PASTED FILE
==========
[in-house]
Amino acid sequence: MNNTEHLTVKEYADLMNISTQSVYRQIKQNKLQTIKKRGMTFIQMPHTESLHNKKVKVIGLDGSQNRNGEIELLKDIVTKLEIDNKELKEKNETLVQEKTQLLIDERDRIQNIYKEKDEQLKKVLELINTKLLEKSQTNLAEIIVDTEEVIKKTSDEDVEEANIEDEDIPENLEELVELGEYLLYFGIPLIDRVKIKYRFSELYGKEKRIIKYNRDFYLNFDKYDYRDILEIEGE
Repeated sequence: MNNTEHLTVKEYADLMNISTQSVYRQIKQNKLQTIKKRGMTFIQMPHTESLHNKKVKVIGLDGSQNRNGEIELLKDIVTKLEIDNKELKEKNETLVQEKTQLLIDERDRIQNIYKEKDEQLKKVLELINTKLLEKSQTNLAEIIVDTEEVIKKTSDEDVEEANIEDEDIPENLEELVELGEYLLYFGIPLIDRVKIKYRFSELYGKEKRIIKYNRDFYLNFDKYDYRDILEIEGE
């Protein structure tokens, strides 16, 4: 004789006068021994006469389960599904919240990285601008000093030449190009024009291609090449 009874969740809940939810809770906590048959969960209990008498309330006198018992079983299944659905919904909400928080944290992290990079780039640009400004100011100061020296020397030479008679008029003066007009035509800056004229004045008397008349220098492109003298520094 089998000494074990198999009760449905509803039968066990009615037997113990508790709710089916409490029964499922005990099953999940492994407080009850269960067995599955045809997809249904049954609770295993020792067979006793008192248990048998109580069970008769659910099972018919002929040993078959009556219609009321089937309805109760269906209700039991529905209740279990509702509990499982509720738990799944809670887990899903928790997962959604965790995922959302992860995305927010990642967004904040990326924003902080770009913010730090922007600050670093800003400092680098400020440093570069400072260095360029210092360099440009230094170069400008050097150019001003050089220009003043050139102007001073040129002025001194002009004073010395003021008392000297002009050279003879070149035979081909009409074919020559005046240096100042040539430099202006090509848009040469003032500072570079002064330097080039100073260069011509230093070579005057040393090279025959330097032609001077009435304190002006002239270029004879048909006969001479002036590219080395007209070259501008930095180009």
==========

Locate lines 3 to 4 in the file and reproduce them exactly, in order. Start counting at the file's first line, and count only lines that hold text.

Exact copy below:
Repeated sequence: MNNTEHLTVKEYADLMNISTQSVYRQIKQNKLQTIKKRGMTFIQMPHTESLHNKKVKVIGLDGSQNRNGEIELLKDIVTKLEIDNKELKEKNETLVQEKTQLLIDERDRIQNIYKEKDEQLKKVLELINTKLLEKSQTNLAEIIVDTEEVIKKTSDEDVEEANIEDEDIPENLEELVELGEYLLYFGIPLIDRVKIKYRFSELYGKEKRIIKYNRDFYLNFDKYDYRDILEIEGE
């Protein structure tokens, strides 16, 4: 004789006068021994006469389960599904919240990285601008000093030449190009024009291609090449 009874969740809940939810809770906590048959969960209990008498309330006198018992079983299944659905919904909400928080944290992290990079780039640009400004100011100061020296020397030479008679008029003066007009035509800056004229004045008397008349220098492109003298520094 089998000494074990198999009760449905509803039968066990009615037997113990508790709710089916409490029964499922005990099953999940492994407080009850269960067995599955045809997809249904049954609770295993020792067979006793008192248990048998109580069970008769659910099972018919002929040993078959009556219609009321089937309805109760269906209700039991529905209740279990509702509990499982509720738990799944809670887990899903928790997962959604965790995922959302992860995305927010990642967004904040990326924003902080770009913010730090922007600050670093800003400092680098400020440093570069400072260095360029210092360099440009230094170069400008050097150019001003050089220009003043050139102007001073040129002025001194002009004073010395003021008392000297002009050279003879070149035979081909009409074919020559005046240096100042040539430099202006090509848009040469003032500072570079002064330097080039100073260069011509230093070579005057040393090279025959330097032609001077009435304190002006002239270029004879048909006969001479002036590219080395007209070259501008930095180009």